James Bond and food

James Bond's favorite meal: scrambled eggs

The eating habits of James Bond fixes him in most people’s minds as a “gourmet.” Real foodies (and real Bond fans) understand that that’s not technically accurate; Raymond Benson in particular has correctly pointed out that Bond is a gourmand, and not a gourmet. “Gourmand” being defined as a person who likes and appreciates good food; a “gourmet” is more likely a person who will stick any old goddam thing in their mouth.

The popular men’s magazine Food, Culture and Society: An International Journal of Multidisciplinary Research published, in its June 2009, issue a more in-depth rebuttal to this popular misunderstanding. In “Bond Was Not a Gourmet”: An Archaeology of James Bond’s Diet, author Edward Biddulph brings a scholarly eye to the tucker of 007.

The article’s abstract reads as:


In the course of his novels, lan Fleming describes in some detail seventy meals that James Bond consumes or considers eating. This article examines Bond’s diet. Treating the food as artifacts and using the analytical methods of archaeology, it attempts to provide better understanding of its composition, and place it in social context. Three conclusions are drawn from the study. Bond’s diet is nutritionally unbalanced when compared with recommended healthy-eating diets of the 1950s and modern times. However, there is order in Bond’s food choices, in that particular foods are associated with specific meals. Finally, Bond’s diet is near-identical to Fleming’s, whose financially and socially-rich lifestyle—with at least two months each year spent in Jamaica—gave him access to a range of foods that, while normal to him, was far from the everyday experience for the book-buying public.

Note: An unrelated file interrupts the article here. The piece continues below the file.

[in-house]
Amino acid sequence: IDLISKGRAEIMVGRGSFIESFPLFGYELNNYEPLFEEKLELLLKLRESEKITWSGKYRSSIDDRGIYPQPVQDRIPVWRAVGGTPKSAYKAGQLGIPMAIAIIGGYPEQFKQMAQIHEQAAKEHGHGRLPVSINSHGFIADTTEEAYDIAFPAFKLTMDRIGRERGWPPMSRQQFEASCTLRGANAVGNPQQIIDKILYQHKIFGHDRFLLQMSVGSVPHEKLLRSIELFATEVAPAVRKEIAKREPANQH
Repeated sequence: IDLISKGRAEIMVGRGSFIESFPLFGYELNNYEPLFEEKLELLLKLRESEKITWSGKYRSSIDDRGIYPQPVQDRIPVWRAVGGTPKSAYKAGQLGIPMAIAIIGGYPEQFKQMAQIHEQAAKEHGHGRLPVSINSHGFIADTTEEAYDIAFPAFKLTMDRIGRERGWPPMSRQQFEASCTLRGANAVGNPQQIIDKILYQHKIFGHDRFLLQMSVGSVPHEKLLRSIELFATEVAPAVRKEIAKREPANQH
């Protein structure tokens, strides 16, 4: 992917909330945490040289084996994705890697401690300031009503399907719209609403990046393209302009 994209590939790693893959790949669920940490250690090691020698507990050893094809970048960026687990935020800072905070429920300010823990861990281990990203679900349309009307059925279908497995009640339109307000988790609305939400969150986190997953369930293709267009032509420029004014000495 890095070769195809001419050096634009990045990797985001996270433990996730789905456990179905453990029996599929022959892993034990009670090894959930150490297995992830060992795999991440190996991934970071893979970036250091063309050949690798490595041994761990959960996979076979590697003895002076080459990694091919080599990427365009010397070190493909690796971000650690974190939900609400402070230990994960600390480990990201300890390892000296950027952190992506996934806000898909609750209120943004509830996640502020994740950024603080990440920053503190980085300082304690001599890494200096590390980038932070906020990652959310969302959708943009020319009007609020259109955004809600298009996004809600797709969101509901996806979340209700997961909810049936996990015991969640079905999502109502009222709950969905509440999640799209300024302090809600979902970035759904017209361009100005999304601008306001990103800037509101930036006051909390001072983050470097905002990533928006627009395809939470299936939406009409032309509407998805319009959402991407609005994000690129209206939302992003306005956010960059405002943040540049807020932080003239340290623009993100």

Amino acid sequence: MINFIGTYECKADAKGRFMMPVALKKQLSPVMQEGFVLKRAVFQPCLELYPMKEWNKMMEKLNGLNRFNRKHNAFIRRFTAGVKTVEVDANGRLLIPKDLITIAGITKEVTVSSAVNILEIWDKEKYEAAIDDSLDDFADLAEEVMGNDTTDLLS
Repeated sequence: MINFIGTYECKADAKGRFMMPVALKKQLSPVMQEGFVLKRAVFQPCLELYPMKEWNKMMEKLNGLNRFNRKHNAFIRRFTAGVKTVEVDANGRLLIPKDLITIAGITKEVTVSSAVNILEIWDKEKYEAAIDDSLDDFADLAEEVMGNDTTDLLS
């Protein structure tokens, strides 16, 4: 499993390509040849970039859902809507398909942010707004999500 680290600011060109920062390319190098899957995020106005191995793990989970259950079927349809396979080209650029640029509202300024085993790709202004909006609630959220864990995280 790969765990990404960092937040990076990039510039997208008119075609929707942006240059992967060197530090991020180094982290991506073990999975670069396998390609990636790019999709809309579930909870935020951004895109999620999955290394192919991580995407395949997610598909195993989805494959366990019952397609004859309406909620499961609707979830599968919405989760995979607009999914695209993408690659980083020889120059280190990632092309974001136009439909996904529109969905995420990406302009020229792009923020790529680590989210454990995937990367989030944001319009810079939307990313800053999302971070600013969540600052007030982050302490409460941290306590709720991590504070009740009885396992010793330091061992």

The entire article is available for download from the Ingenta Connect website. It’ll run you $32.99 (plus tax).

2 Responses

  1. As I pointed out on FaceBook , one shouldn’t also forget that – as he did with cars , wines or even scenery – Fleming considerably embellished Food in his novels .
    Or ,rather than ‘ embellished ‘ , has actually the reader thinking ‘ Wow , this must surely cost an arm and must be delicious ‘ ( while Beluga Caviar is not that expensive , and neither is lobster these days… ) .
    Two friends of mine actually wrote a book , simply called ‘ Bon appetit , Mr Bond ‘ , published in France in 2008 to coincide with the release of QofS .
    It is a Cook book ( based on the Films & Novels ) as well as some rather interesting in depths view of Mr Bond ‘s stomach content…

  2. Without any prior knowledge of the French cookbook, my husband has written a James Bond cookbook, too! It’s called Licence to Cook and is available online from Lulu.

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